Entering the Auditorium; graffiti artists spraying their art live, deep bass from techno music are pumping from the speakers, loads of geeks in anticipation of what to come.
A really cool opening for a developer key note....
They keynote for TechEd Developers -07 is delivered by S. Somaseger (http://blogs.msdn.com/somasegar/contact.aspx), Corporate Vice President for the Developer Division at Microsoft and the rumors on what he might have to say has been flowing around the conference venue all morning.
This is my live report from the keynote:
Announcement: Visual Studio 2008 will be available as RTM download from MSDN before the end of November. See my earlier post for a picture.
Announcement: Microsoft Sync Framwork Community Technical Preview. The sync framework is built to easily support occasionally connected clients and have local cached data that can be synced to a central data store. I'll be blogging more about that.
Announcement: Popfly Explorer to build Popfly reusable and sharable silverlight controls to share functionality across applications. Available in public beta today.
Announcement: Software + Services Blueprints from Patterns and Practices ready to use building blocks and plug-in for visual studio will be available from MSDN shortly to start building S+S applications. First blue print will be to build an Outlook add-in to work in S+S scenarios.
Tool advancement, One of the key messages from Somaseger was that the code for Visual Studio 2008 was to 96% compiled by the new MSBuild engine and Microsoft has been "dog fooding" VS and team system for the last 9 months building the new Tools and Frameworks.
He also talked about Visual Studio Shell and the open licensing for Visual Studio IDE and how that is really important in supporting partners building their own products and supporting their own languages in the Visual Studio environment. The demo was really cool and showed how to use Visual Studio Shell to build addons for World Of Warcraft, generating LUA and the XML needed with intellisense and other VS features fully supported. Check this out:
This has to be the first time Microsoft openly shows WoW on a conferance.
The Visual Studio LUA editor will be available as open source from CodePlex. I really need to start play again :)
Community interaction, Somaseger also talked about their vision with MSDN forums, where he says that if I as a developer bet my profession on the Microsoft stack, I will get a rapid response on any questions I have. Today 80% of the questions in MSDN forums (http://forums.microsoft.com/) are answered but the goal is 99%. Somaseger will commit to making the MSDN forums the number one resource for getting your questions answered. That's really interesting and even though it's a jungle there today, looking forward I can see how MSDN forums will be a very important player. Not only for getting questions answered, but also if Somaseger throws his PM and TL into the forums, there will be great opportunities to influence the developer stack from Microsoft.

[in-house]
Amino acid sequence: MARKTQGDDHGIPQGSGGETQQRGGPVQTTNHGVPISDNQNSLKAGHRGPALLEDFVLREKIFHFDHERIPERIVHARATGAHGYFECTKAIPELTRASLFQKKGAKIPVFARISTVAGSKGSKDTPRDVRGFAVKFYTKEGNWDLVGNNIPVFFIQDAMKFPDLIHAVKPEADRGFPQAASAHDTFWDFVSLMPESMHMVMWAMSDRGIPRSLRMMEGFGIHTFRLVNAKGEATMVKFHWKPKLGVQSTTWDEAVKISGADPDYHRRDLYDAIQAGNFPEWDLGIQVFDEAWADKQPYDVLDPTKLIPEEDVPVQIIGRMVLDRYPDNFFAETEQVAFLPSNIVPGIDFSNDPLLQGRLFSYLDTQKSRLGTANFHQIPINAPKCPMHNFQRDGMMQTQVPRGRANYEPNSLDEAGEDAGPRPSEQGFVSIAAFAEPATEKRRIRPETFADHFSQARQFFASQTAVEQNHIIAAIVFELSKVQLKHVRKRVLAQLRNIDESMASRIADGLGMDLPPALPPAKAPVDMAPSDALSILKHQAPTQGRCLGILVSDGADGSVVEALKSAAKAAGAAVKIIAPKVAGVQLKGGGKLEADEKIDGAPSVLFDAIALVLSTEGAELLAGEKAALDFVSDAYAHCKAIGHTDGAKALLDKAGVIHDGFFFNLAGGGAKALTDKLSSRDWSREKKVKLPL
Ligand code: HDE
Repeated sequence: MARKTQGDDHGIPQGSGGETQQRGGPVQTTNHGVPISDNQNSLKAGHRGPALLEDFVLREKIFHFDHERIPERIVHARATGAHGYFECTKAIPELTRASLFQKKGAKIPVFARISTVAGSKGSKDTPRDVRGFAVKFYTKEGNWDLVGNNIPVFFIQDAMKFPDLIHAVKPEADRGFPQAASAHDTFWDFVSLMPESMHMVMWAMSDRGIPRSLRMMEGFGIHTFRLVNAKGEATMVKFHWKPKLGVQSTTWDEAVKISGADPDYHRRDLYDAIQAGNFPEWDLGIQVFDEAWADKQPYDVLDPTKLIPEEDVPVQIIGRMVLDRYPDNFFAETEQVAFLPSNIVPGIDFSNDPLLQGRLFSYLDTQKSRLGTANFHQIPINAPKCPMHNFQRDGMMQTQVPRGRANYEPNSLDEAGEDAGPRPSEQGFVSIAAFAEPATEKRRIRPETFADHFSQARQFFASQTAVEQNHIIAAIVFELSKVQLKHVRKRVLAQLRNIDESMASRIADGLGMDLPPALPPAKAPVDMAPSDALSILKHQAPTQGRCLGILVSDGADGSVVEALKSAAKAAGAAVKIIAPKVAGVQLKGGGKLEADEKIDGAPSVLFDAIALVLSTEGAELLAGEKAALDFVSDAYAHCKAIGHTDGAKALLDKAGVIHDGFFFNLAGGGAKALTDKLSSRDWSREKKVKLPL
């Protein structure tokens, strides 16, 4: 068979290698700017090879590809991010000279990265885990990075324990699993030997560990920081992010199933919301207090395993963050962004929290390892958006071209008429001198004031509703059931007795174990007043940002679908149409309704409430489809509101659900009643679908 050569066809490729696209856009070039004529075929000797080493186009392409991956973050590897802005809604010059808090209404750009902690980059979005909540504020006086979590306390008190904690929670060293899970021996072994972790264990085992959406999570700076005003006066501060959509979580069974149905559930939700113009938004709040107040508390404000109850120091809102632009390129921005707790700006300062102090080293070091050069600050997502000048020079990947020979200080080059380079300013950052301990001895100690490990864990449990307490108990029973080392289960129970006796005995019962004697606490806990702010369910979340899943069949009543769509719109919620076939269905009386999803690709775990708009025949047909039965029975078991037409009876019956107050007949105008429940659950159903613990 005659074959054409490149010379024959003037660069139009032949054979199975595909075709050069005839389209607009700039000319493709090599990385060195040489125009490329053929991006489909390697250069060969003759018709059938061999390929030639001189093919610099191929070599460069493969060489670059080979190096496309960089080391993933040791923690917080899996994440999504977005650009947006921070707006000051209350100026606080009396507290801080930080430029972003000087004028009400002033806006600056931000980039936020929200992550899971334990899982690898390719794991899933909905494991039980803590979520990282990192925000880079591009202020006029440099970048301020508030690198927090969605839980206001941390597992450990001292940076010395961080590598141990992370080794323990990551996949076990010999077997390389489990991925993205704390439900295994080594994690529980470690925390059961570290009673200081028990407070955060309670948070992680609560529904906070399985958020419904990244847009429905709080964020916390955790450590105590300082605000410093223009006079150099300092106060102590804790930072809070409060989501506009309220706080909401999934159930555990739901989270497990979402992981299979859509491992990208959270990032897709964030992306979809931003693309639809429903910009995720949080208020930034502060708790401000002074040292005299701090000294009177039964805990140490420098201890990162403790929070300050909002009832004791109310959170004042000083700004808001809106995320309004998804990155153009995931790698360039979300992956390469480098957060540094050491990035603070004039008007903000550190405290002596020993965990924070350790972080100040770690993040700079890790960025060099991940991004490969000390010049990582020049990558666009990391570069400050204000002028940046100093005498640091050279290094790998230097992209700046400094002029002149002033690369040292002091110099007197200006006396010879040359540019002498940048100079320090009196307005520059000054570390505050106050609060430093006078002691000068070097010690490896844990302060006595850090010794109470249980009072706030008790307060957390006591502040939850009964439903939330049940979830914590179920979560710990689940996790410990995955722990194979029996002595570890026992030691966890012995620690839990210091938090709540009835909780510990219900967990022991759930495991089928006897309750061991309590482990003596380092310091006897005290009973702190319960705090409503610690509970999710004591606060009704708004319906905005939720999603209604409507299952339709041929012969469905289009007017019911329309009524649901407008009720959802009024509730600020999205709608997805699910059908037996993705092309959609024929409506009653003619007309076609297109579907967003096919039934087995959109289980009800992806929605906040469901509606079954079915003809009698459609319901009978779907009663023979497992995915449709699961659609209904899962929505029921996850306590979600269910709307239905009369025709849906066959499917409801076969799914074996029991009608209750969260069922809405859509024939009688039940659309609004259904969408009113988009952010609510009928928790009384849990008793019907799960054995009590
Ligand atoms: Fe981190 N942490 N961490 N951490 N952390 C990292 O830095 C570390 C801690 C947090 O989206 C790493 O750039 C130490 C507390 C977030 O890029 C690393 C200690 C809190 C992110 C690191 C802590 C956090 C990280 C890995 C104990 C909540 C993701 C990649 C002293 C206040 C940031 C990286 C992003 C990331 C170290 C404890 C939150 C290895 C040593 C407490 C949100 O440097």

Microsoft wants MSDN to be a community platform for developers can contribute as well as being a resource where to find information. They will be doing that with MSDN Code gallery, MSDN Wiki where developers can add to the documentation and a translation wiki where developers can translate the documentation to local languages
Plattform advances, in the orcas timeframe Microsoft is betting on a new DataStack with LINQ, on the user experience with Silverligt and WPF and the communication/enterprise grade applications with WCF and WF.
Microsoft is betting hard on three things going foward with their platform, first of all the .NET 3.0 stack with Windows Presentation Foundation, Windows Communication Foundation and Windows Workflow Foundation (and Cardspaces) will be upgraded with .NET Framework 3.5. The second bet is LINQ and all LINQ To X and making data a first class citizen in the framework and the languages. I'll have reasons to get back on LINQ several times this week. The third is user experience with SilverLight and AJAX. The tool stack with Visual Studio 2008's new features are almost all targeted at supporting these three technologies. There are some changes like Visual Studio Tools For Office being integrated into the Professional version of Visual Studio and not as a separate install.
After doing some research the last couple of weeks one could really see that, looking at 3.5 all the big advances is in the W*F space, Silverlight Support and in LINQ. The same goes for Visual Studio 2008. I get the feeling that VS2008 is a minor upgrade where most news are to support W*F and also extending the Application Lifecycle Management initiative which was started by the first version of Team System.
Product usage, According to numbers from Microsoft over 1 miljon developers are today using Visual Studio 2005 with at least 25% of them using Team System for Application Life Cycle Management, adding the 17 million downloads of Visual Studio Express versions, this is quite a impressive number but looking historically there where over 6 million VB6 developers and a lot of C++ developers, where are they? In VS2003 space? Still in VB6?.